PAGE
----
Why did Grotius fundamentally misunderstand his foreign correspondents? For he seems to have thought that Bishops Overall and Andrewes, King James and the German Princes, first of all the Elector Palatine, would come to the rescue of the Remonstrants. Instead Oldenbarnevelt was executed, Grotius imprisoned, and the foreigners came to attend the Synod of Dordt, where the Remonstrants were humilated and sent away. One factor in Grotius’ failure to understand may be that he did not always understand what his foreign correspondents tried to say –more important factors are, of course, the national and international political constellation, and also Grotius’ own stubbornness, optimism and naivety. A closer study is needed than I have undertaken as yet, but I give some impressions. Broadly speaking, in both the English and the German letters the structure matters. In the former case English understatement may have misled Grotius and in the latter case German enthusiasm.

Both Grotius and Casaubon begin their letters with many laudatory remarks and expressions of admiration for the other.[63] Grotius himself then comes up with suggestions for action such as we have seen. Casaubon repeatedly supplements his own compliments by all the positive remarks James had made about Grotius’ plans. In the second, shorter part of such letters from Casaubon we read what is, in my eyes, a clear No from the King. Yet it seems as if Grotius did not hear this. There is no letter from this period which shows us Grotius understanding that James disagreed with his politics in every respect. One reason may be that James’ rejection mainly concerned things on which Grotius had no influence, such as the pro French attitude of Oldenbarnevelt, also irrelevant points, such as the appointment of Vorstius as Arminius’ successor, or Grotius’ cocksureness, rather than Grotius’ views on Church and State. However, both Casaubon, and also John Overall after 1614, do perhaps understate what James, or the successive Archbishops of Canterbury, really thought. In Casaubon’s letters James’ No to practical requests comes generally as a kind of afterthought and wrapped in excuses. Overall stated that there were only “a few things” (pauca) in Grotius’ De imperio with which bishop Andrewes and other learned men would disagree. Both before and after this statement, however, Overall mentioned some criticisms which touched upon the heart of the book. Grotius replied that he would, of course, listen to their arguments, but that Casaubon and Grotius himself had explained why it was otherwise.[64]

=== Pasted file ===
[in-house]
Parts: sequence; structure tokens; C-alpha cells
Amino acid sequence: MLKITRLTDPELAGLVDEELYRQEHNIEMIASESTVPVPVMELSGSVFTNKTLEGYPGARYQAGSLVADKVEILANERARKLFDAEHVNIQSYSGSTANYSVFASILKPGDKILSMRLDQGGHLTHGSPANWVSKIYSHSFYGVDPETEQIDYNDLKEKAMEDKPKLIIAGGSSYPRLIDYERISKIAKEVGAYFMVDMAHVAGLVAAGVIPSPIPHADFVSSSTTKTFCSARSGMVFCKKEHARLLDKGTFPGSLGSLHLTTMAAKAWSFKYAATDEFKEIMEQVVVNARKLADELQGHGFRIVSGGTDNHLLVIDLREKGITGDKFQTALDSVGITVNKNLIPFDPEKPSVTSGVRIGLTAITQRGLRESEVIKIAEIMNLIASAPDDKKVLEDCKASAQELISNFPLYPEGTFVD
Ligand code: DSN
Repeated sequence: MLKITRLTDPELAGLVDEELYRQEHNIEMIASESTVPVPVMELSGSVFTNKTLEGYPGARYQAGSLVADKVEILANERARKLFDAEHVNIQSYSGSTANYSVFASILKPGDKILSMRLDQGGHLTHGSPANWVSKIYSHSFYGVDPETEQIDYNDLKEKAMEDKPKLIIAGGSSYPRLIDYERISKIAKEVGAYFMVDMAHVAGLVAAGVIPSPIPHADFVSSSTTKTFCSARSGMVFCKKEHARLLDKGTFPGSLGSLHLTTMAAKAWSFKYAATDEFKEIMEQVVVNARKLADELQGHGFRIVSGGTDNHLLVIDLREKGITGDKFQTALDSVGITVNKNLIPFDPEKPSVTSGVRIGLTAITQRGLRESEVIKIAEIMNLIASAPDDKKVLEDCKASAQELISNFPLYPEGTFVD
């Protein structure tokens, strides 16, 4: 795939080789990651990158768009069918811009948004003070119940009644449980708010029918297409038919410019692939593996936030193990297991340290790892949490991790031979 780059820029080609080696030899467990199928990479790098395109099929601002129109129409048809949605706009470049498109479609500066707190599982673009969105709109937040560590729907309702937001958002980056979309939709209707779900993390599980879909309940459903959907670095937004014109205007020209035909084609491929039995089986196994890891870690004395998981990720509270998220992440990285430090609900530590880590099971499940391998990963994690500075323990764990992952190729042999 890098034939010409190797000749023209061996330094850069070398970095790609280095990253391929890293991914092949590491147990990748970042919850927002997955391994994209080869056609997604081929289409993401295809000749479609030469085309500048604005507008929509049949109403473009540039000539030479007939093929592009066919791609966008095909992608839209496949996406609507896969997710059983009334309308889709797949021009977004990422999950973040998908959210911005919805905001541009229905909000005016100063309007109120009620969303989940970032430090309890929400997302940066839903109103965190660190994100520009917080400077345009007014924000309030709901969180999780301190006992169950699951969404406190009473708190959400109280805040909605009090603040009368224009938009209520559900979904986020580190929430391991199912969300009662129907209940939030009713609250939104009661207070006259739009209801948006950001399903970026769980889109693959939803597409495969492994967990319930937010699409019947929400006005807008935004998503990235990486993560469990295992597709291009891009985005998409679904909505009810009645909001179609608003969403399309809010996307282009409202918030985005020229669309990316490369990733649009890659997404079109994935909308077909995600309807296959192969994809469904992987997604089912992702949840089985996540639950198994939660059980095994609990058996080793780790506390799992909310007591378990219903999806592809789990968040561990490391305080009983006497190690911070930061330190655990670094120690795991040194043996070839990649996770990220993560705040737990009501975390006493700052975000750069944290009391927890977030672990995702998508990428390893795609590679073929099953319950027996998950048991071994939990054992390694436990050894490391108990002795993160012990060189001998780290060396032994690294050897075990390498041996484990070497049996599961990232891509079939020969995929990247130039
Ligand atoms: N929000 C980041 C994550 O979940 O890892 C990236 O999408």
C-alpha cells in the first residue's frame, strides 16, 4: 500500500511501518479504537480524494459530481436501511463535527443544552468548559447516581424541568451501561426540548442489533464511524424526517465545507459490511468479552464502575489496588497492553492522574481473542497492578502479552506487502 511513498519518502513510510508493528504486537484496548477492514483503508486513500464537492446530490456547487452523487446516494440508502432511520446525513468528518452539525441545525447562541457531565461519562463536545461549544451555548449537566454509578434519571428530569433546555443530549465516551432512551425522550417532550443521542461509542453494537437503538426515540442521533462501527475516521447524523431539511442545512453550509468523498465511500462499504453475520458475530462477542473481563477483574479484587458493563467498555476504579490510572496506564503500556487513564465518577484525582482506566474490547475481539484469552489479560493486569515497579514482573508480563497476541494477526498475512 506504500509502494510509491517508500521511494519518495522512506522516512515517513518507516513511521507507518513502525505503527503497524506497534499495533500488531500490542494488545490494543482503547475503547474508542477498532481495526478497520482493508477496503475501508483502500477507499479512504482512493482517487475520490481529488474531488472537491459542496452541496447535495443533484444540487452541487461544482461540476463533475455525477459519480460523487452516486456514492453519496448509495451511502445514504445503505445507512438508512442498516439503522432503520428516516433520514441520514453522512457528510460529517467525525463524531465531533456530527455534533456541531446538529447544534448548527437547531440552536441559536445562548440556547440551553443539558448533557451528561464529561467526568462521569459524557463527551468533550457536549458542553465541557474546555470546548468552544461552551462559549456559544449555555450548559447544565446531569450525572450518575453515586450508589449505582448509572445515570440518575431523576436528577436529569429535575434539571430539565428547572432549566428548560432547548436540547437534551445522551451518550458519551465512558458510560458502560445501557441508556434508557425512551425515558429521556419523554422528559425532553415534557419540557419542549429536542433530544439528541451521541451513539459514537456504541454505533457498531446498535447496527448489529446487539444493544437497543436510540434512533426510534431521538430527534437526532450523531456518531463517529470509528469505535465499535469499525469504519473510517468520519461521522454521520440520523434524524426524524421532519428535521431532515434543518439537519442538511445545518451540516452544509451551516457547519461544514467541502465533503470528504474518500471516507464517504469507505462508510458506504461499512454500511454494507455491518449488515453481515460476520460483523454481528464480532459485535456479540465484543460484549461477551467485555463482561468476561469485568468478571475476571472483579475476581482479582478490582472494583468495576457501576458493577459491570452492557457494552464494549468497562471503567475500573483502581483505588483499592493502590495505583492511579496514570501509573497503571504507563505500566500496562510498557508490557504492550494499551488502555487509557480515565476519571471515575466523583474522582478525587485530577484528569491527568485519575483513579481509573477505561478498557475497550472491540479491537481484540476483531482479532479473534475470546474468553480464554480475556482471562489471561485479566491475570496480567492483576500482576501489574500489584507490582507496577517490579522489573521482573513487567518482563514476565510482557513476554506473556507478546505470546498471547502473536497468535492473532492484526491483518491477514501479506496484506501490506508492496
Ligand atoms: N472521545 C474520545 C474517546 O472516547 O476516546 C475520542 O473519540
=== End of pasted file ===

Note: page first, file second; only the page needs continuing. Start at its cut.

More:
His German friend Lingelsheim, on the other hand, praised all Grotius’ books into the sky, and wished him to publish everything he had written.[65] Grotius saw that it was inexpedient to publish his Meletius and his Annales, but Lingelsheim kept pestering him especially for the last one. This should have made Grotius more wary, but he apparently decided to ignore all the negative feedback Lingelsheim gave him: the agent of the States General, Pieter van Brederode, criticised Grotius’ De imperio, but Lingelsheim told Grotius how stubborn and narrow-minded Van Brederode was. Lingelsheim sent Grotius an unfavourable review of De imperio by Paraeus, the most respected theologian of the Palatinate, but Grotius concluded (correctly) that Paraeus had not really read it, and (incorrectly) that therefore his views were unimportant. Then Lingelsheim wrote that Paraeus declined writing something to calm down the Counter Remonstrants, but added optimistic words about interventions of Frederick IV in the Palatinate as an example for the States. In two letters Lingelsheim combined the highest praise for Grotius’ new books with unwelcome news: that Professor Scultetus was no more convinced by Grotius’ books than Paraeus, and that the theologians in the Palatinate had already chosen sides against the Remonstrants.[66] Yet everybody loves Grotius’ books and they should all be published, including the Annales. It seems to me that, in distinction to Casaubon, Lingelsheim tends to begin his letters with the bad news, ending on extensive, enthusiastic praise. Perhaps this confused Grotius, just as it was easy to misunderstand English understatement. Is his claim to Lingelsheim on receiving Overall’s letters, that English bishops and scholars had applauded his book when the reverse is true the result of such misunderstanding? Or is it just a way of keeping up appearances? Or unfounded optimism?